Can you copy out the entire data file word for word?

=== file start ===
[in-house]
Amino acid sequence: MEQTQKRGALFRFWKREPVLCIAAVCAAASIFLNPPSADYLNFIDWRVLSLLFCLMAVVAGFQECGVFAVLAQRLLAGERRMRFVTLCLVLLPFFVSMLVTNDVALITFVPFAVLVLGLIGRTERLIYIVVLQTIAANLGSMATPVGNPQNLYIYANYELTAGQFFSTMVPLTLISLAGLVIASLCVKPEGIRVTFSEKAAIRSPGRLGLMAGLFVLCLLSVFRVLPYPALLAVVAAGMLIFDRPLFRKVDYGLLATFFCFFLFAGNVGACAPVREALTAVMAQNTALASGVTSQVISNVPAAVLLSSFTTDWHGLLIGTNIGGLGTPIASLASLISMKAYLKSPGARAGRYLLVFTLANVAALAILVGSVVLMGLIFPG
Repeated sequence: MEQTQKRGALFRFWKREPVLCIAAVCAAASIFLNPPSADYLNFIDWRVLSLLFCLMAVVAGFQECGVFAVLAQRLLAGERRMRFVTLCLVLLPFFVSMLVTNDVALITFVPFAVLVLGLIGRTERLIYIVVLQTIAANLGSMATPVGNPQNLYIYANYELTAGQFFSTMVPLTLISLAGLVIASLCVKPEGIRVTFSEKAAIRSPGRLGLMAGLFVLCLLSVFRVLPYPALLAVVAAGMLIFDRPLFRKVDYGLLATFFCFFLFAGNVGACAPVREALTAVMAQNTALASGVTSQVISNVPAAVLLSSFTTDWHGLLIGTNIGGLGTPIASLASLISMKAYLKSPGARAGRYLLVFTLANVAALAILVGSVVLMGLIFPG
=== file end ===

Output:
[in-house]
Amino acid sequence: MEQTQKRGALFRFWKREPVLCIAAVCAAASIFLNPPSADYLNFIDWRVLSLLFCLMAVVAGFQECGVFAVLAQRLLAGERRMRFVTLCLVLLPFFVSMLVTNDVALITFVPFAVLVLGLIGRTERLIYIVVLQTIAANLGSMATPVGNPQNLYIYANYELTAGQFFSTMVPLTLISLAGLVIASLCVKPEGIRVTFSEKAAIRSPGRLGLMAGLFVLCLLSVFRVLPYPALLAVVAAGMLIFDRPLFRKVDYGLLATFFCFFLFAGNVGACAPVREALTAVMAQNTALASGVTSQVISNVPAAVLLSSFTTDWHGLLIGTNIGGLGTPIASLASLISMKAYLKSPGARAGRYLLVFTLANVAALAILVGSVVLMGLIFPG
Repeated sequence: MEQTQKRGALFRFWKREPVLCIAAVCAAASIFLNPPSADYLNFIDWRVLSLLFCLMAVVAGFQECGVFAVLAQRLLAGERRMRFVTLCLVLLPFFVSMLVTNDVALITFVPFAVLVLGLIGRTERLIYIVVLQTIAANLGSMATPVGNPQNLYIYANYELTAGQFFSTMVPLTLISLAGLVIASLCVKPEGIRVTFSEKAAIRSPGRLGLMAGLFVLCLLSVFRVLPYPALLAVVAAGMLIFDRPLFRKVDYGLLATFFCFFLFAGNVGACAPVREALTAVMAQNTALASGVTSQVISNVPAAVLLSSFTTDWHGLLIGTNIGGLGTPIASLASLISMKAYLKSPGARAGRYLLVFTLANVAALAILVGSVVLMGLIFPG